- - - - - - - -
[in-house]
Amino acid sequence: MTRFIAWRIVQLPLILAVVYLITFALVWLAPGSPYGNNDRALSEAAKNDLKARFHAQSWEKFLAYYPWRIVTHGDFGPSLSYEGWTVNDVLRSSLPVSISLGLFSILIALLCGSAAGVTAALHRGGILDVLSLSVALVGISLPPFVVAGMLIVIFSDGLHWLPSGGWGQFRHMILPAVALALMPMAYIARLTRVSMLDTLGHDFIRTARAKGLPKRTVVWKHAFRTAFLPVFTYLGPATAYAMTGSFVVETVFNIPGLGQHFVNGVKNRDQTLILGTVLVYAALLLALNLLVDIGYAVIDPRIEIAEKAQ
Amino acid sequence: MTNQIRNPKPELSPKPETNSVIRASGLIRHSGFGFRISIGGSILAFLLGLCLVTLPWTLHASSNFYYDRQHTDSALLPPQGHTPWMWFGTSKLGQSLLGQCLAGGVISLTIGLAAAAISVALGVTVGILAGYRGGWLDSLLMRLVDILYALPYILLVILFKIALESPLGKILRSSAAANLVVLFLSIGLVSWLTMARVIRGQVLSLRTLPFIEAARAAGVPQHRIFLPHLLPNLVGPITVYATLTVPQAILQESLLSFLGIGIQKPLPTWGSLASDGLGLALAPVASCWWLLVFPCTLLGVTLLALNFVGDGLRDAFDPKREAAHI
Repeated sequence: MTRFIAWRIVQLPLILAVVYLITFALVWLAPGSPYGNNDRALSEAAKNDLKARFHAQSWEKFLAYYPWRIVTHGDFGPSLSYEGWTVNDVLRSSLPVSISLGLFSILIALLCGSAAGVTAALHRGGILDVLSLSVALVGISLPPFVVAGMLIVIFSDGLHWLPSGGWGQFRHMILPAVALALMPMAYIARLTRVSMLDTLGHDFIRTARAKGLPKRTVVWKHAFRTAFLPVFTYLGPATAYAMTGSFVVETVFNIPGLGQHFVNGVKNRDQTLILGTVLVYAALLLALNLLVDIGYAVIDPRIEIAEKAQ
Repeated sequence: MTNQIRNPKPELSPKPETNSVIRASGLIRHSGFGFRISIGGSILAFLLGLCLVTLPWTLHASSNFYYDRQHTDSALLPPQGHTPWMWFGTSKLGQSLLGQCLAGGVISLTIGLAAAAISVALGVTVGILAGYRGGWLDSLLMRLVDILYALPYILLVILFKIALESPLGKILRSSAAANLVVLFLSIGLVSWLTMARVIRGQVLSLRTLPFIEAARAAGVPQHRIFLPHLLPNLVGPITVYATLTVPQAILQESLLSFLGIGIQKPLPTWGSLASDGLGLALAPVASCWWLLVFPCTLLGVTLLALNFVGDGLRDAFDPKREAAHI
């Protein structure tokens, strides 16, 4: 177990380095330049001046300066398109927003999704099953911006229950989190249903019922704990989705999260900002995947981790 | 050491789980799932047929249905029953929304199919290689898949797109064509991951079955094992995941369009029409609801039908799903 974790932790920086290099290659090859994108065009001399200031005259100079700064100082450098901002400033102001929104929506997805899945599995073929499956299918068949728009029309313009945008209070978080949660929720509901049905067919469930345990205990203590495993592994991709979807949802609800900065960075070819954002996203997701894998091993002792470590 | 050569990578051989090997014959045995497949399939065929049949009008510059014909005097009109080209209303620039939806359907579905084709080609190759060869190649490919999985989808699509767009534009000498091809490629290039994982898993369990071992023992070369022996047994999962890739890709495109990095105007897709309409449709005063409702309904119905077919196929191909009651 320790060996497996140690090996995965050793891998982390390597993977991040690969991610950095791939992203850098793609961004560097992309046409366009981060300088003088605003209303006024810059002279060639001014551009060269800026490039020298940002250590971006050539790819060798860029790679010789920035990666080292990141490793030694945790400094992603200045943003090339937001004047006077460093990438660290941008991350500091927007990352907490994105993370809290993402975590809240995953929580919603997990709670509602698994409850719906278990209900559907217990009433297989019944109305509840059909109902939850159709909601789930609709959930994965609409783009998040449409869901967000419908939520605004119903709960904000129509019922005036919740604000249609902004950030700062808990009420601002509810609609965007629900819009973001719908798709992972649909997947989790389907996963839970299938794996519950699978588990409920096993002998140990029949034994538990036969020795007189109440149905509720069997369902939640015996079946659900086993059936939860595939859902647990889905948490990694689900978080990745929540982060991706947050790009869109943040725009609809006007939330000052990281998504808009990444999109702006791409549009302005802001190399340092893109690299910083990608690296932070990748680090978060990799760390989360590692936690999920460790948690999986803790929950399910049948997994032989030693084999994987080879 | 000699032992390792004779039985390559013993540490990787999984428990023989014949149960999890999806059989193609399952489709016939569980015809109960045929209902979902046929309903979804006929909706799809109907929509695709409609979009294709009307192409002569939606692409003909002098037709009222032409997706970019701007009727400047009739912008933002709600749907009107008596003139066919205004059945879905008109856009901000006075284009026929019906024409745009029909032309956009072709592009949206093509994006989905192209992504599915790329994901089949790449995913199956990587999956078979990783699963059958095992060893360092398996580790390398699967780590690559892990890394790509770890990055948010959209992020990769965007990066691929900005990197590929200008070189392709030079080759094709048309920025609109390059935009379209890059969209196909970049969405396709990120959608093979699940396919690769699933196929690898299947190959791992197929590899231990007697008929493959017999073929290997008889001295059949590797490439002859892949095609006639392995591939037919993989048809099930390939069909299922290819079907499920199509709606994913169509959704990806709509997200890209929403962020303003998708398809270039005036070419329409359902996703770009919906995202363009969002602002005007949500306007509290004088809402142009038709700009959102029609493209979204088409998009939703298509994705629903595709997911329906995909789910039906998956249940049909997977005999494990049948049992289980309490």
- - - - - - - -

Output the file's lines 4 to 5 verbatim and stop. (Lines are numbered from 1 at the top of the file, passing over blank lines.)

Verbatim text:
Repeated sequence: MTRFIAWRIVQLPLILAVVYLITFALVWLAPGSPYGNNDRALSEAAKNDLKARFHAQSWEKFLAYYPWRIVTHGDFGPSLSYEGWTVNDVLRSSLPVSISLGLFSILIALLCGSAAGVTAALHRGGILDVLSLSVALVGISLPPFVVAGMLIVIFSDGLHWLPSGGWGQFRHMILPAVALALMPMAYIARLTRVSMLDTLGHDFIRTARAKGLPKRTVVWKHAFRTAFLPVFTYLGPATAYAMTGSFVVETVFNIPGLGQHFVNGVKNRDQTLILGTVLVYAALLLALNLLVDIGYAVIDPRIEIAEKAQ
Repeated sequence: MTNQIRNPKPELSPKPETNSVIRASGLIRHSGFGFRISIGGSILAFLLGLCLVTLPWTLHASSNFYYDRQHTDSALLPPQGHTPWMWFGTSKLGQSLLGQCLAGGVISLTIGLAAAAISVALGVTVGILAGYRGGWLDSLLMRLVDILYALPYILLVILFKIALESPLGKILRSSAAANLVVLFLSIGLVSWLTMARVIRGQVLSLRTLPFIEAARAAGVPQHRIFLPHLLPNLVGPITVYATLTVPQAILQESLLSFLGIGIQKPLPTWGSLASDGLGLALAPVASCWWLLVFPCTLLGVTLLALNFVGDGLRDAFDPKREAAHI